Experiment 8: SN2 Reaction

Flashcard maker : Lily Taylor
To see what and how factors (such as steric hindrance, nucleophilicity, and leaving groups) affect an SN2 reaction’s rate
When another atom replaces the halide ion that leaves
When the halide ion leaves with another atom or ion (H+ usually)
Nucleophilic substitution
A nucleophile replaces a leaving group from a carbon atom, using its lone pair of electrons to form a new bond to the carbon atom
Takes place in more than one step
Takes place in a single step, involves attacking the nucleophile and getting rid of the leaving group at the same time
What does the reaction of a tertiary amine with an organic halide produce?
A quaternary ammonium salt
What is a halide?
A group 7 gas
Factors that affect SN2 reactions
Strength of the nucleophile, the solvent, steric effects, and leaving groups
How does the strength of the nucleophile effect SN2?
Any component that has a negative charge is stronger than one that doesn’t
How does the solvent effect SN2?
Polar protic solvents slow down the substitution with their – nucleophiles. Polar Aprotic solvents speed up the substitution with their polar bonds. Non polar solvents won’t dissolve nucleophiles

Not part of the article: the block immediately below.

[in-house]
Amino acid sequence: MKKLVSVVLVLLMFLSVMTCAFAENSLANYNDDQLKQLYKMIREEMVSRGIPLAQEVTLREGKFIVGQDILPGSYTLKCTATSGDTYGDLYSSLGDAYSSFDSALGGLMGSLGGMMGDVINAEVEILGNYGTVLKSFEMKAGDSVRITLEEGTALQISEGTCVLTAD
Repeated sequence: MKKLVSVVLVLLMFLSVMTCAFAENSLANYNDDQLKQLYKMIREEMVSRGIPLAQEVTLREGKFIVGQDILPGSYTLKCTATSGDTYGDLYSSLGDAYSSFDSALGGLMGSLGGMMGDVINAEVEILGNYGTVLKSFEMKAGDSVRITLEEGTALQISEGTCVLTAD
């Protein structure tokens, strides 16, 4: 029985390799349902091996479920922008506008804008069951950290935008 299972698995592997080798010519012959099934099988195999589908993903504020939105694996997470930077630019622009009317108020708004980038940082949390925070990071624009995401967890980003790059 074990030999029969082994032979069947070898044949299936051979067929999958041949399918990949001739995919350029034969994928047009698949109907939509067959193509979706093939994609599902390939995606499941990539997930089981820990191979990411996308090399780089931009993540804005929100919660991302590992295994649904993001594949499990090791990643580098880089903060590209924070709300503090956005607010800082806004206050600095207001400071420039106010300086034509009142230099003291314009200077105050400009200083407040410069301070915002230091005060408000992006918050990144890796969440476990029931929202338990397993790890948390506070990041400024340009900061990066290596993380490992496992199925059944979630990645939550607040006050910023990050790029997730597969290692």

How do steric effects affect SN2?
When the nucleophile closely approaches the substrate, there can be adverse effects depending on the compound’s structure
How do leaving groups effect SN2?
Depends on electronegativity, stability, and polarizability of leaving group
What procedures were used here?
Vacuum filtration
What did this experiment evaluate the effects of?
Steric hindrance on the rate of the SN2, the nucleophilicity of the amine, and the nature of the leaving group
What amines were tested?
Triethylamine, tripropylamine, ethyldiisopropylamine
What alkyl halides were tested?
Iodoethane, 1-bromopropane, 2-bromopropane
What should happen when acetone/diethyl ether/pentane, iodomethane, and amines are combined?
It should turn cloudy and form a quaternary salt
When does steric hindrance have less of an effect on the reaction rate?
When the amine’s structure has considerably less branches
When nucleophiles all have the same charge, how is nucleophilicity determined?
By periodic table trends, whichever is bigger in atomic size has ^ nucleophilicity
Bigger atomic size =
Faster rate
Lowest steric hindrance =
Fastest rate

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